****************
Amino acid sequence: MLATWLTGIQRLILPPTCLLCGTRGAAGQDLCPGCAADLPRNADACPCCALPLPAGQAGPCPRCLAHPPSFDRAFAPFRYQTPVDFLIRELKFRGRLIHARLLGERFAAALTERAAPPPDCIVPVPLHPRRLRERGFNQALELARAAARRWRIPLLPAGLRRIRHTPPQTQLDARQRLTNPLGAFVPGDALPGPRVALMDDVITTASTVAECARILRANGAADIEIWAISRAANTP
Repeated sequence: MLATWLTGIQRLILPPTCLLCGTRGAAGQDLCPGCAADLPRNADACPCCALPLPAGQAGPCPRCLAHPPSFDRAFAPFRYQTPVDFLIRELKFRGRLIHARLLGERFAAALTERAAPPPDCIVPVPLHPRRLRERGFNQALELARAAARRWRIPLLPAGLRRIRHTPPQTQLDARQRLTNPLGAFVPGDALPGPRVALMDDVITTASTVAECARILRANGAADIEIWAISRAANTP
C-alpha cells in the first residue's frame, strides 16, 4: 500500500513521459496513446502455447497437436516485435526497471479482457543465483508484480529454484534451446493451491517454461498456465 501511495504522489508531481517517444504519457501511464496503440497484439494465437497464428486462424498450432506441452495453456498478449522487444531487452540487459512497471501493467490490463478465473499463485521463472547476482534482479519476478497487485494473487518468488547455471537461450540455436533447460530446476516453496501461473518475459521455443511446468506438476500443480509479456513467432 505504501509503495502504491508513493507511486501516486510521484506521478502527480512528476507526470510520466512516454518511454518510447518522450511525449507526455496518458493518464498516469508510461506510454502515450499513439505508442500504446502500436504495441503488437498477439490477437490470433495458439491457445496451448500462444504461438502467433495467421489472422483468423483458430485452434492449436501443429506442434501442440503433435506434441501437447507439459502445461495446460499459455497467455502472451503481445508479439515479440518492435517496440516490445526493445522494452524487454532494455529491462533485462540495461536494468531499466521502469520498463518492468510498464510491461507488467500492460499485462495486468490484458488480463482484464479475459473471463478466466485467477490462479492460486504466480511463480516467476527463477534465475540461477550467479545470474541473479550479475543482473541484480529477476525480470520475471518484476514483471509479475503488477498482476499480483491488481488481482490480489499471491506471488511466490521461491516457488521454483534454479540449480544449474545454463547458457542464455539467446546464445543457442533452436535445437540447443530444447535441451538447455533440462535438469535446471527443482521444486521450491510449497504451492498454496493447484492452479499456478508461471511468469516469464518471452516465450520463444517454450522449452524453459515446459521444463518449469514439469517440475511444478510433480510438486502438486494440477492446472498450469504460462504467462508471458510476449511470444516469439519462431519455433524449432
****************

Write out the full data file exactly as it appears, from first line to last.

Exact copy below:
Amino acid sequence: MLATWLTGIQRLILPPTCLLCGTRGAAGQDLCPGCAADLPRNADACPCCALPLPAGQAGPCPRCLAHPPSFDRAFAPFRYQTPVDFLIRELKFRGRLIHARLLGERFAAALTERAAPPPDCIVPVPLHPRRLRERGFNQALELARAAARRWRIPLLPAGLRRIRHTPPQTQLDARQRLTNPLGAFVPGDALPGPRVALMDDVITTASTVAECARILRANGAADIEIWAISRAANTP
Repeated sequence: MLATWLTGIQRLILPPTCLLCGTRGAAGQDLCPGCAADLPRNADACPCCALPLPAGQAGPCPRCLAHPPSFDRAFAPFRYQTPVDFLIRELKFRGRLIHARLLGERFAAALTERAAPPPDCIVPVPLHPRRLRERGFNQALELARAAARRWRIPLLPAGLRRIRHTPPQTQLDARQRLTNPLGAFVPGDALPGPRVALMDDVITTASTVAECARILRANGAADIEIWAISRAANTP
C-alpha cells in the first residue's frame, strides 16, 4: 500500500513521459496513446502455447497437436516485435526497471479482457543465483508484480529454484534451446493451491517454461498456465 501511495504522489508531481517517444504519457501511464496503440497484439494465437497464428486462424498450432506441452495453456498478449522487444531487452540487459512497471501493467490490463478465473499463485521463472547476482534482479519476478497487485494473487518468488547455471537461450540455436533447460530446476516453496501461473518475459521455443511446468506438476500443480509479456513467432 505504501509503495502504491508513493507511486501516486510521484506521478502527480512528476507526470510520466512516454518511454518510447518522450511525449507526455496518458493518464498516469508510461506510454502515450499513439505508442500504446502500436504495441503488437498477439490477437490470433495458439491457445496451448500462444504461438502467433495467421489472422483468423483458430485452434492449436501443429506442434501442440503433435506434441501437447507439459502445461495446460499459455497467455502472451503481445508479439515479440518492435517496440516490445526493445522494452524487454532494455529491462533485462540495461536494468531499466521502469520498463518492468510498464510491461507488467500492460499485462495486468490484458488480463482484464479475459473471463478466466485467477490462479492460486504466480511463480516467476527463477534465475540461477550467479545470474541473479550479475543482473541484480529477476525480470520475471518484476514483471509479475503488477498482476499480483491488481488481482490480489499471491506471488511466490521461491516457488521454483534454479540449480544449474545454463547458457542464455539467446546464445543457442533452436535445437540447443530444447535441451538447455533440462535438469535446471527443482521444486521450491510449497504451492498454496493447484492452479499456478508461471511468469516469464518471452516465450520463444517454450522449452524453459515446459521444463518449469514439469517440475511444478510433480510438486502438486494440477492446472498450469504460462504467462508471458510476449511470444516469439519462431519455433524449432